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Self-driving car testing stopped after Uber accident

Cars driving on Storrow Drive in Boston. Boston officials have asked companies to stop self-driving car tests in Seaport. PHOTO BY NICKI GITTER/ DFP FILE PHOTO

The Boston Transportation Department shut down all autonomous vehicle testing in the city after a self-driving Uber car struck and killed a pedestrian in Arizona Sunday.

Optimus Ride and nuTonomy, the companies evaluating these types of cars, have been testing driverless cars on public streets in the Seaport District for over a year. The accident involving the Uber vehicle is believed to be the first fatality associated with self-driving cars.

Gina Fiandaca, the commissioner of the BTD, said in a statement that both companies have complied and agreed to re-evaluate their safety protections before testing begins again.

“As a precautionary measure, we have temporarily asked nuTonomy and Optimus Ride to pause their autonomous vehicle testing programs on public streets in Boston,” Fiandaca said. “The Boston Transportation Department will be working with both companies to review their safety procedures to ensure that each program can move forward.”

Uber stopped all testing after a self-driving car, with a backup driver in the vehicle, killed a pedestrian in Phoenix overnight Sunday. The pedestrian, a woman in her late 40s, was trying to walk across the street outside of a crosswalk when she was struck. She died at a hospital several hours later.

A spokesperson at NuTonomy wrote in a statement that the company plans to ensure their vehicles maintain strict safety guidelines going forward.

“We are working with City of Boston officials to ensure that our automated vehicle pilots continue to adhere to high standards of safety,” the spokesperson wrote. “We have complied with the City of Boston’s request to temporarily halt autonomous vehicle testing on public roads.”  

The City of Boston has a goal of eliminating up to 90 percent of car crashes in the city that are due to human error by using self-driving cars, according to the City’s official autonomous vehicle plan. The plan says that autonomous vehicles will benefit the aging population, those with visual impairments and those looking to ease the burden of owning a vehicle themself.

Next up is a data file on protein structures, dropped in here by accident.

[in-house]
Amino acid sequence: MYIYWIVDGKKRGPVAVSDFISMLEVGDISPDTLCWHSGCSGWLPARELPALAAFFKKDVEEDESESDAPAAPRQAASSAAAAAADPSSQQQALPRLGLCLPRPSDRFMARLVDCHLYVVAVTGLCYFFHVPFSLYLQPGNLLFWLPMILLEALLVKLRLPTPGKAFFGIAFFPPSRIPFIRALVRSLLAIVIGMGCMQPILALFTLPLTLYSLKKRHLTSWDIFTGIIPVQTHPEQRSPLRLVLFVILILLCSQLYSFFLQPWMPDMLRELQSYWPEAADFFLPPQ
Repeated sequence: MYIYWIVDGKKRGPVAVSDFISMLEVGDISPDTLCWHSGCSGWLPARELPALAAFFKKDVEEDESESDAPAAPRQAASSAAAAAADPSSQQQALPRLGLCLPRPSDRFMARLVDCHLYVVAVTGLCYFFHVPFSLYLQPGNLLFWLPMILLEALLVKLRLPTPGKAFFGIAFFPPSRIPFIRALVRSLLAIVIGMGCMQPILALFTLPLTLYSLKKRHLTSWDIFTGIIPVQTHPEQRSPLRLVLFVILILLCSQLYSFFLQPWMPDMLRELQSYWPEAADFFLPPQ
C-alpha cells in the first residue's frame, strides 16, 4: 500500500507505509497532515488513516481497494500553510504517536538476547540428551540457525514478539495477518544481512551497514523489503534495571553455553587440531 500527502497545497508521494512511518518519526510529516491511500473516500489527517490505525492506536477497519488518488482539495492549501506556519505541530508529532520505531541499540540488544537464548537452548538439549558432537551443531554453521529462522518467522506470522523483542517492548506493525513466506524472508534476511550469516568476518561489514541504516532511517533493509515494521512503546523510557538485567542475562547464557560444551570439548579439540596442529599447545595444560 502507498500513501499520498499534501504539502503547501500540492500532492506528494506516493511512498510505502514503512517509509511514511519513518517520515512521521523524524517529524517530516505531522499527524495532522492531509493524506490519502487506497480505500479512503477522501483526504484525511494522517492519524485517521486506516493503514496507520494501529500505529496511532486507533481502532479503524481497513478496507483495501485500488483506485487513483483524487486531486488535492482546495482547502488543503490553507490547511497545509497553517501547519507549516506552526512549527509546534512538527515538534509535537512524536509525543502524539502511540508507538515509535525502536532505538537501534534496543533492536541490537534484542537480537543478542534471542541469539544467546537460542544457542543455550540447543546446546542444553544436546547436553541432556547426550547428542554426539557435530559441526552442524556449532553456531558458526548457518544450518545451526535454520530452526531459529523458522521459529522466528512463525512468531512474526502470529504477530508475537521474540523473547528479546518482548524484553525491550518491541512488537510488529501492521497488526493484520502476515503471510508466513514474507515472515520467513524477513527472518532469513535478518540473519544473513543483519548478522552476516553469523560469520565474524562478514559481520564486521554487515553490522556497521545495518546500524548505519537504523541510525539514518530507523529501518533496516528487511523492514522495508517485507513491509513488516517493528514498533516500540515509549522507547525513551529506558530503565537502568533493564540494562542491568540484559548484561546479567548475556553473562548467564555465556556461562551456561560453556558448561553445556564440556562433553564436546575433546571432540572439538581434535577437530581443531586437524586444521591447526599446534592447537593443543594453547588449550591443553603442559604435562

Camila Azuero, 37, of East Boston, said she believes that Boston officials made the right call.

“I’m worried because I don’t think they made clear to the public how much regulation, if any, there is around self-driving cars, like what the science there is behind it to show how safe they are,” Azuero said. “Whether or not it’s going to make people happy is something else, but until we can find out how safe they are and set safety standards like we do with all other types of cars, it’s appropriate.”

Irving Bigio, a biomedical engineering professor at Boston University, said Boston officials acted based on a “misguided, knee-jerk reaction.”  

“It’s just like when everyone says, ‘There’s an airplane crash, I’m going to stop flying airplanes,’ even though it’s the safest way to travel over a long distance,” Biogio said.

Individuals would better benefit from looking at other statistics, he said, such as how many miles these types of cars and their accident rate, and then compare that to accident rates for driven vehicles.

Bigio said autonomous vehicles have been tested all over the world with a remarkably small accident rate.

“There’s obviously a range, some companies are probably doing a better job of it than others — whether Google’s car is better than Lyft’s car, I don’t know — but the number of reported incidents is astoundingly small,” Bigio said. “I think it’s clear that if not already than very soon, these cars will simply be considerably safer than people driving cars with all their distractions…”

Examination of the tests in Boston was initially conducted within a small block radius and only piloted during good weather and daylight hours, according to the City’s plan. Testing was expanded to 1,000 acres of the South Boston Waterfront before it was halted after Sunday’s accident.


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